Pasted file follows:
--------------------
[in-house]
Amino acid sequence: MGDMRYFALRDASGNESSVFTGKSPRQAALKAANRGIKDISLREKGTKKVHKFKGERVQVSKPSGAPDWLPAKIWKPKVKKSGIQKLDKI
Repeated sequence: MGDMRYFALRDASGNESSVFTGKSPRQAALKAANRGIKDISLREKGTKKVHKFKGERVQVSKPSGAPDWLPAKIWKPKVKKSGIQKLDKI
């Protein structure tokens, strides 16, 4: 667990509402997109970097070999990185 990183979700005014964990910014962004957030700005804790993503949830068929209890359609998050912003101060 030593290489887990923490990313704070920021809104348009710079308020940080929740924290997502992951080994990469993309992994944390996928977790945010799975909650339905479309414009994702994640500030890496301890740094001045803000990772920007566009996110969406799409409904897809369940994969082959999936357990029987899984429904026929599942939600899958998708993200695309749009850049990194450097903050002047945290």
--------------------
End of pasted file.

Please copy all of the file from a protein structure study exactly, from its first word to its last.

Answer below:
[in-house]
Amino acid sequence: MGDMRYFALRDASGNESSVFTGKSPRQAALKAANRGIKDISLREKGTKKVHKFKGERVQVSKPSGAPDWLPAKIWKPKVKKSGIQKLDKI
Repeated sequence: MGDMRYFALRDASGNESSVFTGKSPRQAALKAANRGIKDISLREKGTKKVHKFKGERVQVSKPSGAPDWLPAKIWKPKVKKSGIQKLDKI
């Protein structure tokens, strides 16, 4: 667990509402997109970097070999990185 990183979700005014964990910014962004957030700005804790993503949830068929209890359609998050912003101060 030593290489887990923490990313704070920021809104348009710079308020940080929740924290997502992951080994990469993309992994944390996928977790945010799975909650339905479309414009994702994640500030890496301890740094001045803000990772920007566009996110969406799409409904897809369940994969082959999936357990029987899984429904026929599942939600899958998708993200695309749009850049990194450097903050002047945290």